On Not Being There: Specific Advantages of Non Face-to-Face Interaction
May 22, 2014
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If you are a blogger or participant on an online forum who interacts with other highly skilled writers through text, you’re probably familiar with some advantages that come with communicating your ideas in this manner. In their article, “Virtual hybrid communities show that you don’t have to meet face-to-face to advance great ideas,” Dr. Gernot Grabher and Dr. Oliver Ibert provide a more objective, nuanced treatment of non face-to-face communication. The main takeaway is that non face-to-face interaction can’t simply be thought of as inferior to face-to-face interaction in a broad-brushed way. Consider the following points from their article:
- Cross-referencing (copying posts by fellow peers and integrate them into own statements) … is a common practice in virtual communities. As a consequence, discussions are often persistent over years due to the features of storing and retrieving messages.
- Most forums provide message databases that may be searched via electronic queries. Such a “rewinding” of time to accurately review and collectively re-elaborate a discussion seems hardly possible in a face-to-face meeting. Moreover, due to following on from certain previous posts (while ignoring other statements) members continually evaluate circulating ideas, thereby advancing some and, at the same time, sorting out less relevant ones.
- On average, across all the analysed threads contributors took about five days before reacting on fellow peer’s suggestions. These long response times offer several advantages in comparison to traditional face-to-face interaction: these response intervals leave, for instance, more time for participants to contemplate answers.
- They further allow testing various modifications and versions of ideas before reacting to a contribution … Also it becomes feasible to wait with an answer until reliable diagnostic material or test results are available…
- Longer response times offer richer opportunities to support an argument with additional material, for instance with a sketch, a blueprint, a section from a research report, a CAT-scan, a set of supporting data or a photography. Due to longer response times, topics can be discussed more thoroughly.
- Community members who typically are simultaneously involved in a range of related communities have the opportunity to introduce additional information by consulting alternative forums and to enrich debates with divergent ideas. Consider the analogy to correspondence chess. Here, even mediocre players can play on a level comparable to that of grandmasters, as they use the long response times between moves to mobilize collective intelligence … by asking fellows for advice, consulting relevant literature or testing alternative scenarios of moves on computers.
In addition to the advantage of having time to reflect and prepare a more thoughtful response, I’ve found that non face-to-face interaction also renders mismatched, cross-cultural non-verbal cues irrelevant. I consider myself blessed to have a number of longstanding international pen pals – none of whom I’ve ever met face-to-face or even chatted with over video. Hence, I know that communicating by text can strip away certain cultural barriers and help avoid cross-cultural misinterpretation of non-verbal cues. Note that people in different parts of the world learn to use their facial expressions and body language differently. As I am a bit of a cultural outsider in the U.S., I’ve often found that westerners don’t interpret my eye gazing correctly (i.e., in my case, it’s wrongfully seen as a sign of shyness, lack of confidence, or dishonesty). Asian cultures teach you to avert your eyes out of respect.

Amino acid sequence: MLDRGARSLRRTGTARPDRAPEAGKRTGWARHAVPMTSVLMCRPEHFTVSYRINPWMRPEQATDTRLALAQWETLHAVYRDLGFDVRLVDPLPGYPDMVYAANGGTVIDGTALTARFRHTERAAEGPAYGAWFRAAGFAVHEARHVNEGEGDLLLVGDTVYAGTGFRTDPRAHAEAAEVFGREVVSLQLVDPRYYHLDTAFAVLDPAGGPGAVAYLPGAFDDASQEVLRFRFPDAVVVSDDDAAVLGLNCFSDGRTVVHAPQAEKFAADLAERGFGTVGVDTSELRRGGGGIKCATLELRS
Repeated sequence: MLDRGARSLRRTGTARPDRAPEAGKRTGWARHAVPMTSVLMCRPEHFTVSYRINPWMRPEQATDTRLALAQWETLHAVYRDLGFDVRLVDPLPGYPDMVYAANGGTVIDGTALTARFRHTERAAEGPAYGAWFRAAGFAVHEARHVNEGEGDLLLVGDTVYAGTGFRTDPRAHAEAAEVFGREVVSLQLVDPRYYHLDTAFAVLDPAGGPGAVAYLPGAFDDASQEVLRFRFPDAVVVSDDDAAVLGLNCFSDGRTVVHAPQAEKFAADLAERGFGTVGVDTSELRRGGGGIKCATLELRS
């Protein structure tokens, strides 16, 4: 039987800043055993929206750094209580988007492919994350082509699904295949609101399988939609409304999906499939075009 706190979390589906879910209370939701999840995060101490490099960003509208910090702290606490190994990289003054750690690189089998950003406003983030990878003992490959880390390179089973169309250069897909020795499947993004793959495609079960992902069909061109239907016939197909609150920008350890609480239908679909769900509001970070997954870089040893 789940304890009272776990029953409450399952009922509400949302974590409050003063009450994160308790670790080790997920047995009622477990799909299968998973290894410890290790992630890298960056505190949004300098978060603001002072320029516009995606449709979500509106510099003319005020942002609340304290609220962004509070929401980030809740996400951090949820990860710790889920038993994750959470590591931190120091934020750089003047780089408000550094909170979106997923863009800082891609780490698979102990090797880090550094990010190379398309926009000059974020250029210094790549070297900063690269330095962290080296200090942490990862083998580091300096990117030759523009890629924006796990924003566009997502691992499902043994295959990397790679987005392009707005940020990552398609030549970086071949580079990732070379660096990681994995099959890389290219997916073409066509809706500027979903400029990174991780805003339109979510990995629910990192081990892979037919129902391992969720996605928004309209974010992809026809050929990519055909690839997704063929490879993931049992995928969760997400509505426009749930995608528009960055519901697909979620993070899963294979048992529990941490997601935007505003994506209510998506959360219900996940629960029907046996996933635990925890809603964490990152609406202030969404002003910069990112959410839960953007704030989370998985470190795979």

It gets more complicated as any foreigner who’s traveled to the East knows. This theme of losing the capacity to interpret cues when you move into the space of a foreign culture is illustrated in films such as “Lost in Translation” with Bill Murray. To provide a more personal example, in my country of origin, Thailand (the land of smiles), there’s a smile for everything. There’s a smile for happiness, a smile for anger, and a smile for sadness. People even smile when they deliver bad news to others. This often confounds westerners and becomes something that is difficult to cope with due to the subtle differences in the types of smiles. Visiting westerners lack the necessary experience to successfully tell the different smiles apart. It’s like trying to identify all the different kinds of snow that Eskimos can identify.
In sum, there are some very specific contexts in which face-to-face interaction can further confound communications, and this is because it’s nigh impossible for people in general to unlearn what is so well entrenched and to master all the different permutations of non-verbal behavior that exists across a multitude of cultures. So this will remain a critical issue with cross-cultural teams whether they are co-located or virtually-based. Those who work in cross-cultural teams would do well to remember this as this phenomena tends to only be noticed when you’re a cultural outsider who has experienced people not always reading your expressions or body language correctly.
See also: Bordercrossing Paper: ‘Distance as an Asset?’ by Gernot Grabher and Oliver Ibert